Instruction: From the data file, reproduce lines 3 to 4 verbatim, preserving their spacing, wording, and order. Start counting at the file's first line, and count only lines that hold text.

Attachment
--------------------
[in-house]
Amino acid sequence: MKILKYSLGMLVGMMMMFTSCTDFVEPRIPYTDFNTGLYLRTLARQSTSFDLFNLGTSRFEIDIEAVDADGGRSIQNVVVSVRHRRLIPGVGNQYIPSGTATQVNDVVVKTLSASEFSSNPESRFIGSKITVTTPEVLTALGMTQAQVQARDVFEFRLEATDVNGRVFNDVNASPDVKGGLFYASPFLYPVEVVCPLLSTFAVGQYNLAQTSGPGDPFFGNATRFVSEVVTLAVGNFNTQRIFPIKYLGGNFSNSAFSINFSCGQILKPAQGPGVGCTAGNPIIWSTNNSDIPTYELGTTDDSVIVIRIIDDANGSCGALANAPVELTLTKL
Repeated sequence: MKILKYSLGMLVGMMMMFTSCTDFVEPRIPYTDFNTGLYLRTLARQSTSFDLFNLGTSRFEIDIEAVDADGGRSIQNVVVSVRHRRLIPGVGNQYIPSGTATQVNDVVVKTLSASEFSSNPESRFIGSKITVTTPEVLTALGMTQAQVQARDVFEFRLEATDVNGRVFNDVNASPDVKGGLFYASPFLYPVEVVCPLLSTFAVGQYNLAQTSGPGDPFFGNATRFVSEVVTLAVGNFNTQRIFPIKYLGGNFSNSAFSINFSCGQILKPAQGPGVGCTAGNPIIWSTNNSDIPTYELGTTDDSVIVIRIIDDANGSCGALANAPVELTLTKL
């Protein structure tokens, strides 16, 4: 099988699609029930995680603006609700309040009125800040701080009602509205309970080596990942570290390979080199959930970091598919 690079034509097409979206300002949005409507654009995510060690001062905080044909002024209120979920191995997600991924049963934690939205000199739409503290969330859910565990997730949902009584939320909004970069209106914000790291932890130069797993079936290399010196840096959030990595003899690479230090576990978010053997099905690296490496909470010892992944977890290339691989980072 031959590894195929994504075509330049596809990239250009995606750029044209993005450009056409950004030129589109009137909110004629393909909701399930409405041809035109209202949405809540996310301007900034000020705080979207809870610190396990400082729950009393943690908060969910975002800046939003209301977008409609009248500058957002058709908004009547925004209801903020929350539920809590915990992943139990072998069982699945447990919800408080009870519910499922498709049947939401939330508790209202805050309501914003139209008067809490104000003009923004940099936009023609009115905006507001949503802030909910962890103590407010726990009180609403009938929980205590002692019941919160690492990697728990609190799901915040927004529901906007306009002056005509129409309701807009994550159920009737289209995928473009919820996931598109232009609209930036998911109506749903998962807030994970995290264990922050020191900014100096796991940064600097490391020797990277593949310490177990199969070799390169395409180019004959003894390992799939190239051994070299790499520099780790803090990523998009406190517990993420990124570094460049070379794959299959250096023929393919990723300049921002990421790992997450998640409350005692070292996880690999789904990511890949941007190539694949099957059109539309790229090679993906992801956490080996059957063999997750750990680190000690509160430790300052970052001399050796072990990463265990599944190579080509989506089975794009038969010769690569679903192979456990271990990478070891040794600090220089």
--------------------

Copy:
Repeated sequence: MKILKYSLGMLVGMMMMFTSCTDFVEPRIPYTDFNTGLYLRTLARQSTSFDLFNLGTSRFEIDIEAVDADGGRSIQNVVVSVRHRRLIPGVGNQYIPSGTATQVNDVVVKTLSASEFSSNPESRFIGSKITVTTPEVLTALGMTQAQVQARDVFEFRLEATDVNGRVFNDVNASPDVKGGLFYASPFLYPVEVVCPLLSTFAVGQYNLAQTSGPGDPFFGNATRFVSEVVTLAVGNFNTQRIFPIKYLGGNFSNSAFSINFSCGQILKPAQGPGVGCTAGNPIIWSTNNSDIPTYELGTTDDSVIVIRIIDDANGSCGALANAPVELTLTKL
């Protein structure tokens, strides 16, 4: 099988699609029930995680603006609700309040009125800040701080009602509205309970080596990942570290390979080199959930970091598919 690079034509097409979206300002949005409507654009995510060690001062905080044909002024209120979920191995997600991924049963934690939205000199739409503290969330859910565990997730949902009584939320909004970069209106914000790291932890130069797993079936290399010196840096959030990595003899690479230090576990978010053997099905690296490496909470010892992944977890290339691989980072 031959590894195929994504075509330049596809990239250009995606750029044209993005450009056409950004030129589109009137909110004629393909909701399930409405041809035109209202949405809540996310301007900034000020705080979207809870610190396990400082729950009393943690908060969910975002800046939003209301977008409609009248500058957002058709908004009547925004209801903020929350539920809590915990992943139990072998069982699945447990919800408080009870519910499922498709049947939401939330508790209202805050309501914003139209008067809490104000003009923004940099936009023609009115905006507001949503802030909910962890103590407010726990009180609403009938929980205590002692019941919160690492990697728990609190799901915040927004529901906007306009002056005509129409309701807009994550159920009737289209995928473009919820996931598109232009609209930036998911109506749903998962807030994970995290264990922050020191900014100096796991940064600097490391020797990277593949310490177990199969070799390169395409180019004959003894390992799939190239051994070299790499520099780790803090990523998009406190517990993420990124570094460049070379794959299959250096023929393919990723300049921002990421790992997450998640409350005692070292996880690999789904990511890949941007190539694949099957059109539309790229090679993906992801956490080996059957063999997750750990680190000690509160430790300052970052001399050796072990990463265990599944190579080509989506089975794009038969010769690569679903192979456990271990990478070891040794600090220089």